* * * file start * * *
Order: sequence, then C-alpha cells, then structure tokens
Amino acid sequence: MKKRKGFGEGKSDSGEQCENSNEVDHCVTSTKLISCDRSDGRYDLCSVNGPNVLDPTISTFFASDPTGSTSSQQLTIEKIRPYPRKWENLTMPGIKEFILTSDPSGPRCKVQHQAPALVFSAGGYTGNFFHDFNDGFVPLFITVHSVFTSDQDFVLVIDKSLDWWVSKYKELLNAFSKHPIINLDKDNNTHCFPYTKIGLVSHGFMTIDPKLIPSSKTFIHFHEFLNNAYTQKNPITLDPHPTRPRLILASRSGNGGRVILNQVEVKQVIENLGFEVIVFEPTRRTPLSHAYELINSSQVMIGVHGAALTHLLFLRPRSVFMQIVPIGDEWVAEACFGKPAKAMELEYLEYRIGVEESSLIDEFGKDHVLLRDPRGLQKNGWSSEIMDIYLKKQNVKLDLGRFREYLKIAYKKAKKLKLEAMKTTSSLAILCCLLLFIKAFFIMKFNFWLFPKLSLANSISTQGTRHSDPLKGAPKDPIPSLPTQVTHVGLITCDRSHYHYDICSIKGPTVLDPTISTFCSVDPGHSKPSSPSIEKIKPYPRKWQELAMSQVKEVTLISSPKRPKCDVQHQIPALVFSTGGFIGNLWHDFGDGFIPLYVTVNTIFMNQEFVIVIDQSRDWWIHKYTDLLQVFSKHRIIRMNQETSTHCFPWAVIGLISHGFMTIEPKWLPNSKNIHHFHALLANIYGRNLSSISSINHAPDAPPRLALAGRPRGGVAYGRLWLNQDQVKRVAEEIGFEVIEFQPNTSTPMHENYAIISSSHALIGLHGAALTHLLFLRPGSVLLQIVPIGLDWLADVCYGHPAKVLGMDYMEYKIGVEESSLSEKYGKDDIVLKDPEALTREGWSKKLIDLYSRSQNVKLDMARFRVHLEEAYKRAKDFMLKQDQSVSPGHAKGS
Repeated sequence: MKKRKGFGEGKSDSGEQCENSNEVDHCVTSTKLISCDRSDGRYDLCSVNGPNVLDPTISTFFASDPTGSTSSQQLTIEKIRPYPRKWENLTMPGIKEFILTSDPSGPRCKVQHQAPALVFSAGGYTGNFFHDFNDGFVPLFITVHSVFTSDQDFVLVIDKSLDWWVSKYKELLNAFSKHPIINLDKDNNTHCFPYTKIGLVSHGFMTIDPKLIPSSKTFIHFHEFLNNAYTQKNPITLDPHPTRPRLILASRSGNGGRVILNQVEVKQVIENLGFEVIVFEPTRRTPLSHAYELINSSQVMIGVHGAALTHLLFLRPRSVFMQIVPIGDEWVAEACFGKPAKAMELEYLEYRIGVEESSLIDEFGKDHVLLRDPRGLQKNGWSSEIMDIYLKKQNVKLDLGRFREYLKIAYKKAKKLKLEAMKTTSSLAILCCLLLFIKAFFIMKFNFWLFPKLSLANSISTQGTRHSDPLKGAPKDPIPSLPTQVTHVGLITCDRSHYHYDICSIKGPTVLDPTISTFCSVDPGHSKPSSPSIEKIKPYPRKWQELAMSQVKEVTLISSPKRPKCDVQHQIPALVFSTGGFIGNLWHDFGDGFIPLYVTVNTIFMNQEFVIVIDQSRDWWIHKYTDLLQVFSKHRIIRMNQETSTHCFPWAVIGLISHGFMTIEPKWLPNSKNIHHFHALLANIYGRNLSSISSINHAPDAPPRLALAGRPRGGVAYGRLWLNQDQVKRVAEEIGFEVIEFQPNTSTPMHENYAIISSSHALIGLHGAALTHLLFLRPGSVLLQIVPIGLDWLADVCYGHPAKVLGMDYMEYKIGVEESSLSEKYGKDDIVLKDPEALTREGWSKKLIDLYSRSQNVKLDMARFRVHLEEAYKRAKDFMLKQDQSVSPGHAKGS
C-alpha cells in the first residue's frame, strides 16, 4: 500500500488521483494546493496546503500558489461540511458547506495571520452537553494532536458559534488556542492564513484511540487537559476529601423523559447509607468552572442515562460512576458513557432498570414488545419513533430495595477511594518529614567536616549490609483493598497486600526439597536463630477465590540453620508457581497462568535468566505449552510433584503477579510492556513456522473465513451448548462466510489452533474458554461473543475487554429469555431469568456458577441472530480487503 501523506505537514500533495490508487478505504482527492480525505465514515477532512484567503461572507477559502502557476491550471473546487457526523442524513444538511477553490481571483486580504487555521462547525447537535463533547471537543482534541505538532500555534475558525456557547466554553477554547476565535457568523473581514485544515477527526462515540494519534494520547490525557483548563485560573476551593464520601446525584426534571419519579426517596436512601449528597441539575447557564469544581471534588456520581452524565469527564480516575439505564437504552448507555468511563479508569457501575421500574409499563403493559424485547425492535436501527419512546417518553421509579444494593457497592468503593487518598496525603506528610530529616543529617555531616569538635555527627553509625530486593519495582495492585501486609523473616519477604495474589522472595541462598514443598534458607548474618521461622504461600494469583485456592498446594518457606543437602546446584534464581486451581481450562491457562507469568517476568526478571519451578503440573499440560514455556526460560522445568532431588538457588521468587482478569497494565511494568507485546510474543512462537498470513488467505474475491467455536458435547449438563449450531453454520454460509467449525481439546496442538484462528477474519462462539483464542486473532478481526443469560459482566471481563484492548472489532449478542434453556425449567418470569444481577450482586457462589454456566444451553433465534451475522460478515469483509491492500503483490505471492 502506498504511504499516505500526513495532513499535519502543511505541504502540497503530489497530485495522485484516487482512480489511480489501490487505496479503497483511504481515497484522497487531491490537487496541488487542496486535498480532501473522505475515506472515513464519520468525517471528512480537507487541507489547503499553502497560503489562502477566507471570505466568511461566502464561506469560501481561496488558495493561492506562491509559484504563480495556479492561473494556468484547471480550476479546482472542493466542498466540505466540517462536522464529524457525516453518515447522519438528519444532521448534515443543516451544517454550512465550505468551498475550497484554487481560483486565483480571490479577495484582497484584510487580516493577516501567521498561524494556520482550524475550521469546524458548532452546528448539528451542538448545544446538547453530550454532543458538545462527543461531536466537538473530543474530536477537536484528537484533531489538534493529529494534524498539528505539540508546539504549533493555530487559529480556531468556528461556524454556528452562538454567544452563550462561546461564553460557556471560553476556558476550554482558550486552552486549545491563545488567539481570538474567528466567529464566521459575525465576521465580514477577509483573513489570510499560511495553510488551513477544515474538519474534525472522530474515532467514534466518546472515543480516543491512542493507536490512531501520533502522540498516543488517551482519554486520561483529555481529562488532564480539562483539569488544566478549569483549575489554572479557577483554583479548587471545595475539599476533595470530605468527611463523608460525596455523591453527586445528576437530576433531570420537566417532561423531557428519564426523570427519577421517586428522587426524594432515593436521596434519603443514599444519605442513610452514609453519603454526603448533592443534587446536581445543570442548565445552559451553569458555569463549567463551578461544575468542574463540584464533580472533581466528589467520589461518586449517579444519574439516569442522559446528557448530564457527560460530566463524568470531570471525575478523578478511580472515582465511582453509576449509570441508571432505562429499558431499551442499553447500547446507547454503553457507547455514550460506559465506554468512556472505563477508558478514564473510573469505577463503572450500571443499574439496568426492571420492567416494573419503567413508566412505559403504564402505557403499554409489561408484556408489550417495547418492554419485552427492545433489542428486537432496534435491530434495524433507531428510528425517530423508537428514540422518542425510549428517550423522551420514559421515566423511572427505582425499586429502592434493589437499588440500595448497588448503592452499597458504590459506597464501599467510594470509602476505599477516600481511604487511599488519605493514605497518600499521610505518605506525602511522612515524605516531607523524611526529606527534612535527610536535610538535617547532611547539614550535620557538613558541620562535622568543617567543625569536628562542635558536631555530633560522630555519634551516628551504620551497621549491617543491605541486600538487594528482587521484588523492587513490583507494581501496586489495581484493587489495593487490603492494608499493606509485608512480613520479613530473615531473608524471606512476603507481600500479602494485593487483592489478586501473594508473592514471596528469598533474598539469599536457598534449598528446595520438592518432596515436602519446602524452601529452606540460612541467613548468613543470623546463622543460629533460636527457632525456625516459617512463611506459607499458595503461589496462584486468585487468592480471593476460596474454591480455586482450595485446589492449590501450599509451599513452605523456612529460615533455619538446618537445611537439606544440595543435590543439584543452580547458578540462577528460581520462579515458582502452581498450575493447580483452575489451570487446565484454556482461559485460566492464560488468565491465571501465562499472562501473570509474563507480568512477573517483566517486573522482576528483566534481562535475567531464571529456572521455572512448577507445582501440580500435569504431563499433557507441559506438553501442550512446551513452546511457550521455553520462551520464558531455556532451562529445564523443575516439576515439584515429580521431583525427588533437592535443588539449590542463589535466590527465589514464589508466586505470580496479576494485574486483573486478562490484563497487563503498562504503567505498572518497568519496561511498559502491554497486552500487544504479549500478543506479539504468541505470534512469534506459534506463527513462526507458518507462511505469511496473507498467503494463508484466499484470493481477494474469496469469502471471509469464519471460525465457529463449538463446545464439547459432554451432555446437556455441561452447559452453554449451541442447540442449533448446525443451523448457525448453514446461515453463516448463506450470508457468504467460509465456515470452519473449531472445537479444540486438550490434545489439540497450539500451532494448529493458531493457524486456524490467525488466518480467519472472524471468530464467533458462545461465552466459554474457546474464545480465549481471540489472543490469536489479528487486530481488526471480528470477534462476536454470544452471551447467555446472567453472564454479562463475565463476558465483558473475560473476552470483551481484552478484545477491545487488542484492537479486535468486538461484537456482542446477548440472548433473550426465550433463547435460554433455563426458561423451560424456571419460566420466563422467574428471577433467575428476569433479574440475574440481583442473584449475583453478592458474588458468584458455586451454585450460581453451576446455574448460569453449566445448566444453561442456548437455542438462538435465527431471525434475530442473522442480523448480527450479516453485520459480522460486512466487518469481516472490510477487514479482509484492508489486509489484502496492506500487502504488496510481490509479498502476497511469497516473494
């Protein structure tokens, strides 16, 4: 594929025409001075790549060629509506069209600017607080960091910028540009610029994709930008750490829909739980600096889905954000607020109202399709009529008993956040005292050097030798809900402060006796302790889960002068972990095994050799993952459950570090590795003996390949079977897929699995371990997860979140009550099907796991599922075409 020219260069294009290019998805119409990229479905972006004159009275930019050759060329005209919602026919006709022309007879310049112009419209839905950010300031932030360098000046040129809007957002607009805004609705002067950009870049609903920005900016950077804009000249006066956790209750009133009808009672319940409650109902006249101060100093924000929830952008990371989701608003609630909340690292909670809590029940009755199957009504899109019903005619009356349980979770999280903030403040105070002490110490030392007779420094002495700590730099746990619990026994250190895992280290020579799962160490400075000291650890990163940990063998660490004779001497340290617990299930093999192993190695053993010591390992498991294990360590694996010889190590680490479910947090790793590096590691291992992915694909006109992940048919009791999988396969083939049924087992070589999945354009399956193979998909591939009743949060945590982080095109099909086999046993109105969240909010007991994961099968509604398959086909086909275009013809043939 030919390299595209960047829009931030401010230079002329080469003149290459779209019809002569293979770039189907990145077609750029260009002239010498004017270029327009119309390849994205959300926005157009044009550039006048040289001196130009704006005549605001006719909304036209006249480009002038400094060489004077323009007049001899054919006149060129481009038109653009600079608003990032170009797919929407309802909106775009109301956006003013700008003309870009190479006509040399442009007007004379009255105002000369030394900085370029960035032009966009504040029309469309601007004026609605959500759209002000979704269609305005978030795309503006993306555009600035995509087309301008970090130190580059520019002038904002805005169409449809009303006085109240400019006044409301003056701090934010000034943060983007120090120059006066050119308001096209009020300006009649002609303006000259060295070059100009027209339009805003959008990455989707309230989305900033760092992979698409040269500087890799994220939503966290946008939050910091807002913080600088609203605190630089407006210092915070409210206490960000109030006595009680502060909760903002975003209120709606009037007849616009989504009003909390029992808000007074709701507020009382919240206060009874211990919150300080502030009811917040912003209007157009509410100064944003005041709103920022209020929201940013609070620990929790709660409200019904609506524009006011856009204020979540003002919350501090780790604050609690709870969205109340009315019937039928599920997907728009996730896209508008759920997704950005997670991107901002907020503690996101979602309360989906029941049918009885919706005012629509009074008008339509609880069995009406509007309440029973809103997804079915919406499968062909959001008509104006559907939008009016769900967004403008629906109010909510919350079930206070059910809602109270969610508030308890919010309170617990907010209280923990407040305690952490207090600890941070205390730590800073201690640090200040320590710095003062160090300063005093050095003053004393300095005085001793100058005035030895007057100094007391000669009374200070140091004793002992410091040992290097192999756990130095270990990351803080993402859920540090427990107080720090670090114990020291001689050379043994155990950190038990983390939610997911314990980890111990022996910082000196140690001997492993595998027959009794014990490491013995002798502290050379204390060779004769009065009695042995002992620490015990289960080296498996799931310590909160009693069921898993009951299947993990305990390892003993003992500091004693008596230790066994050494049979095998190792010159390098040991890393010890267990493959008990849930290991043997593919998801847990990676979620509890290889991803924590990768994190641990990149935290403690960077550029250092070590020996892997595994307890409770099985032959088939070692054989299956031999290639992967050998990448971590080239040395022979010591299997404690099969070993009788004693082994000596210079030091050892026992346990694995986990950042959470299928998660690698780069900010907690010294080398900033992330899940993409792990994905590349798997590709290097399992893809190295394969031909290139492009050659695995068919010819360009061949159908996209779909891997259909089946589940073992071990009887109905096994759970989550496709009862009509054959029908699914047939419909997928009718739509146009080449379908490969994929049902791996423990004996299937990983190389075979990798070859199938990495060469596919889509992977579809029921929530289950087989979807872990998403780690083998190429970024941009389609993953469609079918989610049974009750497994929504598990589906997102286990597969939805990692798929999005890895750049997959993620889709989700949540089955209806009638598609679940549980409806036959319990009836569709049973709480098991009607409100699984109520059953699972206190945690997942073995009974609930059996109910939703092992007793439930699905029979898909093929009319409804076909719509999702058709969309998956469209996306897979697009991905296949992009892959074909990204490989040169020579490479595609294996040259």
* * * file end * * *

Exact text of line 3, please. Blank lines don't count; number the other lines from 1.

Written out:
Repeated sequence: MKKRKGFGEGKSDSGEQCENSNEVDHCVTSTKLISCDRSDGRYDLCSVNGPNVLDPTISTFFASDPTGSTSSQQLTIEKIRPYPRKWENLTMPGIKEFILTSDPSGPRCKVQHQAPALVFSAGGYTGNFFHDFNDGFVPLFITVHSVFTSDQDFVLVIDKSLDWWVSKYKELLNAFSKHPIINLDKDNNTHCFPYTKIGLVSHGFMTIDPKLIPSSKTFIHFHEFLNNAYTQKNPITLDPHPTRPRLILASRSGNGGRVILNQVEVKQVIENLGFEVIVFEPTRRTPLSHAYELINSSQVMIGVHGAALTHLLFLRPRSVFMQIVPIGDEWVAEACFGKPAKAMELEYLEYRIGVEESSLIDEFGKDHVLLRDPRGLQKNGWSSEIMDIYLKKQNVKLDLGRFREYLKIAYKKAKKLKLEAMKTTSSLAILCCLLLFIKAFFIMKFNFWLFPKLSLANSISTQGTRHSDPLKGAPKDPIPSLPTQVTHVGLITCDRSHYHYDICSIKGPTVLDPTISTFCSVDPGHSKPSSPSIEKIKPYPRKWQELAMSQVKEVTLISSPKRPKCDVQHQIPALVFSTGGFIGNLWHDFGDGFIPLYVTVNTIFMNQEFVIVIDQSRDWWIHKYTDLLQVFSKHRIIRMNQETSTHCFPWAVIGLISHGFMTIEPKWLPNSKNIHHFHALLANIYGRNLSSISSINHAPDAPPRLALAGRPRGGVAYGRLWLNQDQVKRVAEEIGFEVIEFQPNTSTPMHENYAIISSSHALIGLHGAALTHLLFLRPGSVLLQIVPIGLDWLADVCYGHPAKVLGMDYMEYKIGVEESSLSEKYGKDDIVLKDPEALTREGWSKKLIDLYSRSQNVKLDMARFRVHLEEAYKRAKDFMLKQDQSVSPGHAKGS